Archive for September, 2010

Synchronize Oracle Text index

18 September 2010

An often asked question is how to synchronize an Oracle Text Context index (A ctxcat index is automatically synchronized) , or otherwise asked, when does an insert/update/delete on the column(s) which is indexed come available for a search. There are more options depending on the version:

  1. Manual with ctx_ddl.sync_index (8 and above)
  2. With a job calling ctx_ddl.sync_index (8 and above)
  3. Synchronize through ‘Sync ‘ (10 and above)
  4. Manual with ‘Alter index’

Manual with ctx_ddl.sync_index

This is the oldest method. You call the procedure with the name of the index and it will sync the index. There is an option for a second parameter, which is the memory available for the synchronization. If there are a lot of updates to do, it is the best to set here some value. Otherwise the default is the value found in ctx_parameters for default_index_memory.

Ctx_ddl.sync_index called in a job

The manual update cost a lot of management, when must I do it and so on. Therefore it is better to schedule the synchronization. This can be done with dbms_job or in newer versions of the Oracle database with dbms_scheduler. By using these you don’t have less to manage yourself. With this job you can self design when the jobs needs to run.

Synchronize through ‘Sync’

Since 10g it is possible by creating the index to set the characteristics of a synchronization. This can be done by setting the sync option within the parameters section. There are 3 options:

  • Manual: You still have to call ctx_ddl.sync_index
  • Every ‘interval’: with this option you create a job (just as the second here above mentioned option). “interval” has the same syntax as just by the dbms_scheduler package. For this option the user needs ‘Create job’ rights.
  • on Commit: This option will at every commit sync the index. Use this option only if you don’t have too many changes on the columns of the index. The transaction will wait till the index is synchronized.

Manual with ‘Alter index’

This is the less used option, because the whole index will be rebuild. Because of the complete rebuild, it cost time and resources. An advantage is that the index also is optimised afterwards. Use this option only if you need to make changes to the index itself, as some setting of parameters, or a new tablespace. Otherwise use one of the above.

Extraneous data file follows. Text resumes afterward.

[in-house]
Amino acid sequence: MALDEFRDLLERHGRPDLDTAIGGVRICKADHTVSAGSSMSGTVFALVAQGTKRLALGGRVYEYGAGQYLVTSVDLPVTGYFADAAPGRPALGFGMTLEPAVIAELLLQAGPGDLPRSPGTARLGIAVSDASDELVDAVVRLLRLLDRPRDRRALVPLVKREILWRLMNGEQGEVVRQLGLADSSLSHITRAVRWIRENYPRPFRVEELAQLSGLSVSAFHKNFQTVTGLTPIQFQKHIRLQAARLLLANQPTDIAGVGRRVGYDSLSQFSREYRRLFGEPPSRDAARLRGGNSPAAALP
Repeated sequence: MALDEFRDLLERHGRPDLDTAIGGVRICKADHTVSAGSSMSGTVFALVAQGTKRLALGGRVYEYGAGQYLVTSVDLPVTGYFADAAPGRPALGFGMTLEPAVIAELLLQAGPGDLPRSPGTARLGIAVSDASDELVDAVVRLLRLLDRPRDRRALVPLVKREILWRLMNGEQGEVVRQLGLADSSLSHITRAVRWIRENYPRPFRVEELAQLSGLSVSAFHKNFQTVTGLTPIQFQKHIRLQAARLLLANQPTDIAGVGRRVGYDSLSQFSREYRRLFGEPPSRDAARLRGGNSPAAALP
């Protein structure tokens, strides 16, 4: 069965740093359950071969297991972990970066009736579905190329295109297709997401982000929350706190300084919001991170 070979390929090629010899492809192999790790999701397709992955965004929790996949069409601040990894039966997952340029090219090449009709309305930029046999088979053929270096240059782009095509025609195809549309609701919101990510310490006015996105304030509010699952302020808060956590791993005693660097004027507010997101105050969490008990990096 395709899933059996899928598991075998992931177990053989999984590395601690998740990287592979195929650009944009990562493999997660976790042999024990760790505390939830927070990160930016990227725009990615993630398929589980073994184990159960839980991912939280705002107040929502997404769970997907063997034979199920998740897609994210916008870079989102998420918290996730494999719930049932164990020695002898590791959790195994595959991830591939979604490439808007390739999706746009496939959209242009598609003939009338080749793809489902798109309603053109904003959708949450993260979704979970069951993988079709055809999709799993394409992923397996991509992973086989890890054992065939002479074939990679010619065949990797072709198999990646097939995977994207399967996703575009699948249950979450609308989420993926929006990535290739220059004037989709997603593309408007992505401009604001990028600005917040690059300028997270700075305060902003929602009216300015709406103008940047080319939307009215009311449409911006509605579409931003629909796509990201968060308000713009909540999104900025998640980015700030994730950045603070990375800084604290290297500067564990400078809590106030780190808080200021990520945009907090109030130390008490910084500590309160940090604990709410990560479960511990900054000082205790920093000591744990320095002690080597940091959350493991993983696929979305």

Synchronization and when

It is possible to see which indexes needs to be synchronized. There is the view CTX_PENDING. In this view are the indexes with the rowids of the records who need to be synchronized. So you can possible query this view and see which indexes needs a sync. This can of course also be scheduled.

After an optimisation an index is not optimised, meaning the index can be bigger than necessary is. But about that I will talk later.


Oracle 11g and Documentum (Part 3)

7 September 2010

So how did we go further? By using Oracle Enterprise Manager Grid Control (OEMGC), the queries which cause performance penalties, could be found quickly and so some extra indexes were made. But that wasn’t the only thing we saw during test. We also saw some queries running twice instead of running once. It happens for example by changing from one tab to another. Sometimes a query from the first tab was also run, before the second tab. For this behaviour we had to get support from EMC.

For other queries we need to check further, and came to the problem what Oracle has when FORCE is used for CURSOR_SHARING. The Oracle Optimizer doesn’t always like histograms with the setting of the parameter. After looking at the queries the histograms on the table DM_GROUP_R were the problem. So the statistics on the table were collected without the histogram and then these statistics were locked.